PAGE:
We have learned how to POST and GET data through react-query hooks from your server with AXIOS. All of that was tidy and clean work since react query was doing a lot of hard work for you. In this article, we are going to add another change to our reactjs application to believe it or not make it even better and faster. So without further ado let’s go 🚦

What Was Wrong?

Were we doing anything wrong in our code and the answer is ABSOLUTELY NOT? But was it the best solution in terms of performance? No!

Once we posted our new planet to our server through useMutation hook we were invalidating our query against the query key which made it refetch the data.

const successCb = () => {
  queryClient.invalidateQueries(["get-planets"]);
};

We were making two requests

  • POST our new data
  • GET the updated data

What Is The Better Way?

To save our second API we are going to use the onMutate callback to optimize our performance. The idea is to basically

  • Access the cache of react-query
  • Get data we are trying to refetch using its query-key.
  • Manually add our new item to the data
  • And put our updated cache back in its place.

Optimistically Updating Data

We call it optimistically updating our data because we are updating our existing data in our cache without knowing that if our API which is changing the data is actually returning success or false.

onMutate: async (variables) => {
  const { successCb, errorCb } = variables;

  // cancel queries against this query key
  // so that if any other component is consuming this data
  // is not able to get the old data
  await queryClient.cancelQueries(["get-planets"]);

  // get the cached values of 'get-planets'
  const previousValue = queryClient.getQueryData(["get-planets"]);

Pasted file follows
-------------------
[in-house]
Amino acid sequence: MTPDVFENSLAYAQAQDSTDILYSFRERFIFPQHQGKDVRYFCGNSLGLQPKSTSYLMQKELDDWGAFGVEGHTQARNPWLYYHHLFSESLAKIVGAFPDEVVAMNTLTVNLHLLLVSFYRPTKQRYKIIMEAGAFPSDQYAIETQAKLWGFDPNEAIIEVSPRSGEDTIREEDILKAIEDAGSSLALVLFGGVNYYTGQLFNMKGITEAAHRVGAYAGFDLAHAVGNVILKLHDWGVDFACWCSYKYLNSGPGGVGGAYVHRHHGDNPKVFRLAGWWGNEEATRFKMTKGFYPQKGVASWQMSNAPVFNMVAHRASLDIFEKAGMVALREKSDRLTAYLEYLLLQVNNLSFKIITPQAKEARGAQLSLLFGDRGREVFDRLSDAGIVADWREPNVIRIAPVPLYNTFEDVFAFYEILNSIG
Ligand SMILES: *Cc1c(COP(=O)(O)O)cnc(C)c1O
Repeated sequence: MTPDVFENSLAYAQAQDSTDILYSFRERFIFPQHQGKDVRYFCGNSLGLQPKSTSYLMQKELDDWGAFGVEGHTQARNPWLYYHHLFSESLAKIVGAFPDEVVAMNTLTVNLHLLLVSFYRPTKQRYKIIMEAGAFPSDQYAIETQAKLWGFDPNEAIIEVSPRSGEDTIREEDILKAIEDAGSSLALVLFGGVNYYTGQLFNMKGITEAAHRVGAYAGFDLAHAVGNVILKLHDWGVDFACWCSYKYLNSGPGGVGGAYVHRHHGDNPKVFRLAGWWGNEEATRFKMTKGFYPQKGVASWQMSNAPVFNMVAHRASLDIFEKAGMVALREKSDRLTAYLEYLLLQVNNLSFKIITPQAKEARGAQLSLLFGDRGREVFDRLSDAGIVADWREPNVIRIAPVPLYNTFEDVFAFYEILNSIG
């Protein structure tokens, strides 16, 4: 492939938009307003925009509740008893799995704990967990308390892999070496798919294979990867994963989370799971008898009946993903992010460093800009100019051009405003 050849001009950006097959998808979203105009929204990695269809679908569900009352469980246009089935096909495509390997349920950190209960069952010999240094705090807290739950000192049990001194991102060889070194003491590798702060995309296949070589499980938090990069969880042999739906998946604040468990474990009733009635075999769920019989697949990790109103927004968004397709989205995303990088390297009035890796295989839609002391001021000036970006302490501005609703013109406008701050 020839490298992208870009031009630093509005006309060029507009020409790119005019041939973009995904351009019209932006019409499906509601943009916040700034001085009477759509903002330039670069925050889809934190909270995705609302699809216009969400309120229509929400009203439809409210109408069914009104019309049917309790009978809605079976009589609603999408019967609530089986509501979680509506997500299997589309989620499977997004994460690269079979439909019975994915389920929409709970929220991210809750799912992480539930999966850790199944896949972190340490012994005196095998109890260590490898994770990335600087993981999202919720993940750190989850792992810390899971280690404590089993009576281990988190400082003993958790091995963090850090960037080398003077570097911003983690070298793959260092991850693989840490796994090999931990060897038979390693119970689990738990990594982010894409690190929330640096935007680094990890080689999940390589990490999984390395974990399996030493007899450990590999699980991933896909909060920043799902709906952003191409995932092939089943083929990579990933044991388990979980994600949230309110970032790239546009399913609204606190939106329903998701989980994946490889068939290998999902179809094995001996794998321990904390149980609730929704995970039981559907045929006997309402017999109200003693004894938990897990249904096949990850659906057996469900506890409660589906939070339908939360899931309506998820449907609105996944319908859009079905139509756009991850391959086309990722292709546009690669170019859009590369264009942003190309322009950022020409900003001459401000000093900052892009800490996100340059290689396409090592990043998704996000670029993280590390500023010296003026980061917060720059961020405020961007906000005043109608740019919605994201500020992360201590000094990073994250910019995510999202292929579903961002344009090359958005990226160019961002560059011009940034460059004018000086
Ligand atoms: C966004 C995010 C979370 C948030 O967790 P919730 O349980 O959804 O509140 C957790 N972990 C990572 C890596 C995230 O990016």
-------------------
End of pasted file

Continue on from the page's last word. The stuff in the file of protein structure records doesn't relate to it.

// set the cached data with an added object
  // i.e the new planet posted
  queryClient.setQueryData(
    ["get-planets"],
    [...previousValue, { name: variables?.name, id: variables?.id }]
  );

  // return previousValue here 
  // we will use it in the next section
  return { successCb, errorCb, previousValue };
},

Once we have optimistically updated our cached data we can now move on and look at our thin success callback

 // you can add code here to show alert 
 // or trigger side effects
 const successCb = () => {};

In Worst Case Scenario 🤒

But let’s say our API failed and we optimistically updated our data, WHAT NOW? Here we will use our previousValue that we returned at onMutate.

onError: (error, variables, context) => {
  queryClient.setQueryData(["get-planets", context?.previousValue]);
  if (context.errorCb) {
    context.errorCb(error);
   }
},

We have now returned back to our previousValue if our API fails and that to in a snap.

MOMENT OF TRUTH 😬

Wrap Up

Well, that was smooth right? Or maybe if you don’t see the difference, imagine fetching very heavy sets of data every time you update something. You can inspect and check this on network calls as well as we are just making only one network call now. I personally like this tidy facility by react-query to improve your application performance. Here’s to being optimistic in life as well. Sit tight, this is not it. Keep learning. This is not a goodbye but take care.

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👋 Hey, I'm Hasan Shahid
Hi I'm Hasan! I'm a software engineer with decent experience in full stack web development. My tech stack includes JS/TS, React, Native and anything JS. I keep learning and love football.

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